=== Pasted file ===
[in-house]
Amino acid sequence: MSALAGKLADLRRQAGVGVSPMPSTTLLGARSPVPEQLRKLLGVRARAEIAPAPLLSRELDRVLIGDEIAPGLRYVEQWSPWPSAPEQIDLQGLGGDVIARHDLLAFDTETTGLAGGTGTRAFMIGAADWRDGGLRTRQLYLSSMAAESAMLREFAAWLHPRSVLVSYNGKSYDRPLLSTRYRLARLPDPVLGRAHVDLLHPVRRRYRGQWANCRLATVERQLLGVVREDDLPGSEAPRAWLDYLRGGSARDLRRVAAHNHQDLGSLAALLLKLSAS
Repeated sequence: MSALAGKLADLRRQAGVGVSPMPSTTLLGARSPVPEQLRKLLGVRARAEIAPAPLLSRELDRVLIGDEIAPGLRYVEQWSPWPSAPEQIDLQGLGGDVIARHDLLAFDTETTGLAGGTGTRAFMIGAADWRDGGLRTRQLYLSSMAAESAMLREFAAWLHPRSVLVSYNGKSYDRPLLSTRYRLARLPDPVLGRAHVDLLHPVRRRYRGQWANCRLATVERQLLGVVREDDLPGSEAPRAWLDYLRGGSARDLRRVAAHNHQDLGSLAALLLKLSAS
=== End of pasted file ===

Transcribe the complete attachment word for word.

[in-house]
Amino acid sequence: MSALAGKLADLRRQAGVGVSPMPSTTLLGARSPVPEQLRKLLGVRARAEIAPAPLLSRELDRVLIGDEIAPGLRYVEQWSPWPSAPEQIDLQGLGGDVIARHDLLAFDTETTGLAGGTGTRAFMIGAADWRDGGLRTRQLYLSSMAAESAMLREFAAWLHPRSVLVSYNGKSYDRPLLSTRYRLARLPDPVLGRAHVDLLHPVRRRYRGQWANCRLATVERQLLGVVREDDLPGSEAPRAWLDYLRGGSARDLRRVAAHNHQDLGSLAALLLKLSAS
Repeated sequence: MSALAGKLADLRRQAGVGVSPMPSTTLLGARSPVPEQLRKLLGVRARAEIAPAPLLSRELDRVLIGDEIAPGLRYVEQWSPWPSAPEQIDLQGLGGDVIARHDLLAFDTETTGLAGGTGTRAFMIGAADWRDGGLRTRQLYLSSMAAESAMLREFAAWLHPRSVLVSYNGKSYDRPLLSTRYRLARLPDPVLGRAHVDLLHPVRRRYRGQWANCRLATVERQLLGVVREDDLPGSEAPRAWLDYLRGGSARDLRRVAAHNHQDLGSLAALLLKLSAS